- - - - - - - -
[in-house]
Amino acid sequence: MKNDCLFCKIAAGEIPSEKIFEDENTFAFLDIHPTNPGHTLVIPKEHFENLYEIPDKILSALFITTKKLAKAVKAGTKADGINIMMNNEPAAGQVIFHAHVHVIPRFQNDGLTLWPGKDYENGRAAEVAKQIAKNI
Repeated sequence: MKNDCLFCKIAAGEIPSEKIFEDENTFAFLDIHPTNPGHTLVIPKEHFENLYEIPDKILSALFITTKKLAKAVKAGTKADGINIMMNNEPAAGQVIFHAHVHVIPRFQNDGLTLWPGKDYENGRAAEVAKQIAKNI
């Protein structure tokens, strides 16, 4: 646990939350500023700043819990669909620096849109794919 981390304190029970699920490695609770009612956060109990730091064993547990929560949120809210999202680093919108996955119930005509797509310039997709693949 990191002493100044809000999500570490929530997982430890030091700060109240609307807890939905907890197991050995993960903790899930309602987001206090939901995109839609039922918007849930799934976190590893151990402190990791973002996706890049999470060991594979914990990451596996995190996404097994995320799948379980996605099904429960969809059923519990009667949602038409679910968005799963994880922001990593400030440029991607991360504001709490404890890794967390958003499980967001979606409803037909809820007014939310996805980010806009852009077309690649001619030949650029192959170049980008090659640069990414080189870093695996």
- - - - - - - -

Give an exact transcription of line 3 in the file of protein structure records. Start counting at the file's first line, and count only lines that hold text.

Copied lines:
Repeated sequence: MKNDCLFCKIAAGEIPSEKIFEDENTFAFLDIHPTNPGHTLVIPKEHFENLYEIPDKILSALFITTKKLAKAVKAGTKADGINIMMNNEPAAGQVIFHAHVHVIPRFQNDGLTLWPGKDYENGRAAEVAKQIAKNI